I’m curious how you respond to this line of thinking.
Of course people have agency, but everyone doesn’t have equal agency within a system of constrained choices. And I’ll give you a clear example: Harriet Tubman exercised her agency when she ran away, when she stole herself free. So are we then saying that every enslaved person could have been free because Harriet Tubman got herself free? I don’t think anyone would argue that. People would say that the institutions of slavery, all of the laws and policies that had to be changed or transgressed to get free, virtually made it impossible for most black people. Just because you have the ability to do something in theory doesn’t mean that you actually can.
Unless Loury’s willing to argue that the only reason all of these people were enslaved is that they choose not to be free because they didn’t exercise their agency, then I think his argument doesn’t hold water.
I guess this is where I struggle a bit, especially when reading someone like Ta-Nehisi Coates. There’s a sense of fatalism lurking beneath it all, like these injustices are so deeply embedded in our system that we can’t ever hope to correct them. I understand it intellectually; I just don’t know where to go from there.
The experience of black people in this country is not a happy story. It’s a story of resistance, of black people always pushing to have their full humanity granted. But it’s been a history of struggle from the very beginning.
I took my 7-year-old daughter to the African-American Museum of History and Culture in DC recently, and you spend most of your time on the first two floors — the first covering slavery and the second covering Jim Crow. And my daughter kept asking me, “Why?” She didn’t understand why white people would do this. I realize as I’m explaining to my child that it’s really impossible to explain the logic. We just accept that this is our heritage because it is our heritage, but it’s impossible to make sense of it all.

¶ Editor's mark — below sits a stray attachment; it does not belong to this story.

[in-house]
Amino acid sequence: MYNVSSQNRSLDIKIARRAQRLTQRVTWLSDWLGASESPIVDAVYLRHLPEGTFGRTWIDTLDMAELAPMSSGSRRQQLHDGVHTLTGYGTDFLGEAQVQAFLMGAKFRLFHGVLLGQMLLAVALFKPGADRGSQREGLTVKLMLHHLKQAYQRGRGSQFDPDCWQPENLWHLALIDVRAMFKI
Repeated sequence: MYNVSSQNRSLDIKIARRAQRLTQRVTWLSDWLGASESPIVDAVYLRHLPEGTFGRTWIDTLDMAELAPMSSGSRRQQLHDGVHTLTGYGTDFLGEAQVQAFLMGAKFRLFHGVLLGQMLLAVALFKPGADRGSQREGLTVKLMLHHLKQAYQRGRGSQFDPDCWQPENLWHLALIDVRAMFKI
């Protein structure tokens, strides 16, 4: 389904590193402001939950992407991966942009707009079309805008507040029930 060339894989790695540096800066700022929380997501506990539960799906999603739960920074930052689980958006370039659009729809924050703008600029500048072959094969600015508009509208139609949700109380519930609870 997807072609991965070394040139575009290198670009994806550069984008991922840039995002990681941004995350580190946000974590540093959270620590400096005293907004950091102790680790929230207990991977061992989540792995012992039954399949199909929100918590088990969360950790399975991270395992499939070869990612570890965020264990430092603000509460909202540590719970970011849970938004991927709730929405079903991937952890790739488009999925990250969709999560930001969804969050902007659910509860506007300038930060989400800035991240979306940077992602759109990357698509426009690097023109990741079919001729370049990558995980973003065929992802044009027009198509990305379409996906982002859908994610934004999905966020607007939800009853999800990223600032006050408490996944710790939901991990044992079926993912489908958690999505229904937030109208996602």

This is the story of the black experience. People want hope. They want to believe things are getting better for black folks. What I’m arguing, and I think what Ta-Nehisi is arguing, is that things will never be right. An improvement doesn’t make things right; it just makes them a little better.
Black people are still fighting for equal citizenship rights. Millions of black children are still in schools that look just as if Brown v. Board of Education never happened. Generations of black people are still trapped in urban ghettoes. The black unemployment rate, in the best of times, is still double that of white Americans. Black people face discrimination in every sector of American life.
So when people want hope, I wonder: Hope for what? To me, until black Americans are treated as full citizens, it’s immoral to expect people to be satisfied just because there’s forward progress. People want hope and absolution instead of working to destroy a system that still holds black people last in almost everything.
I don’t really believe in absolution and I’m just about out of hope, but I wonder if there’s at least the possibility of a future that isn’t hopelessly marred by these sins, for lack of a better word.
No, there isn’t. But that doesn’t absolve us of the responsibility to try to make things better.
This story was originally published on October 26, 2017.